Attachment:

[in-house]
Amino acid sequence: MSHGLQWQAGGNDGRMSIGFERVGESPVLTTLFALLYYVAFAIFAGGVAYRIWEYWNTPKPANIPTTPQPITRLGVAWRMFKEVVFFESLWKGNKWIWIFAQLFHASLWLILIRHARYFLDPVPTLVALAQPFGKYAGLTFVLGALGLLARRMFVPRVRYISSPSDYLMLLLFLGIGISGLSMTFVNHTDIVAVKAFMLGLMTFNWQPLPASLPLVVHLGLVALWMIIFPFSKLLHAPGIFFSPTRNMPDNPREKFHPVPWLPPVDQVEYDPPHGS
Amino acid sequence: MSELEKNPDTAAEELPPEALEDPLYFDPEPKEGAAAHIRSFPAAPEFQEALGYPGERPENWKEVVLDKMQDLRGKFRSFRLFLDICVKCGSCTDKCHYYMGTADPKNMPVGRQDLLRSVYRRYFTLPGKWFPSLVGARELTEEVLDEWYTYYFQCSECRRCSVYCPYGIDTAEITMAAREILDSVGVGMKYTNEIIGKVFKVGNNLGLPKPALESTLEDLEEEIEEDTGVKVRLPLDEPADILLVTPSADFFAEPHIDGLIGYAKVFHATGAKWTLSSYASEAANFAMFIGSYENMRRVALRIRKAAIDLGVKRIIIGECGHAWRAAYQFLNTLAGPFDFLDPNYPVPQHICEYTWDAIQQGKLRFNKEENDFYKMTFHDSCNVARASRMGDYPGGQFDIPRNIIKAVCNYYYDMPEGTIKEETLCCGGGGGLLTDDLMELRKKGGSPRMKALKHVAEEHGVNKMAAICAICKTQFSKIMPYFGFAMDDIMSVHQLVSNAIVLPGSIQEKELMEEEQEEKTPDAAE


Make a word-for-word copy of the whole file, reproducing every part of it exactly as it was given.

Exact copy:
[in-house]
Amino acid sequence: MSHGLQWQAGGNDGRMSIGFERVGESPVLTTLFALLYYVAFAIFAGGVAYRIWEYWNTPKPANIPTTPQPITRLGVAWRMFKEVVFFESLWKGNKWIWIFAQLFHASLWLILIRHARYFLDPVPTLVALAQPFGKYAGLTFVLGALGLLARRMFVPRVRYISSPSDYLMLLLFLGIGISGLSMTFVNHTDIVAVKAFMLGLMTFNWQPLPASLPLVVHLGLVALWMIIFPFSKLLHAPGIFFSPTRNMPDNPREKFHPVPWLPPVDQVEYDPPHGS
Amino acid sequence: MSELEKNPDTAAEELPPEALEDPLYFDPEPKEGAAAHIRSFPAAPEFQEALGYPGERPENWKEVVLDKMQDLRGKFRSFRLFLDICVKCGSCTDKCHYYMGTADPKNMPVGRQDLLRSVYRRYFTLPGKWFPSLVGARELTEEVLDEWYTYYFQCSECRRCSVYCPYGIDTAEITMAAREILDSVGVGMKYTNEIIGKVFKVGNNLGLPKPALESTLEDLEEEIEEDTGVKVRLPLDEPADILLVTPSADFFAEPHIDGLIGYAKVFHATGAKWTLSSYASEAANFAMFIGSYENMRRVALRIRKAAIDLGVKRIIIGECGHAWRAAYQFLNTLAGPFDFLDPNYPVPQHICEYTWDAIQQGKLRFNKEENDFYKMTFHDSCNVARASRMGDYPGGQFDIPRNIIKAVCNYYYDMPEGTIKEETLCCGGGGGLLTDDLMELRKKGGSPRMKALKHVAEEHGVNKMAAICAICKTQFSKIMPYFGFAMDDIMSVHQLVSNAIVLPGSIQEKELMEEEQEEKTPDAAE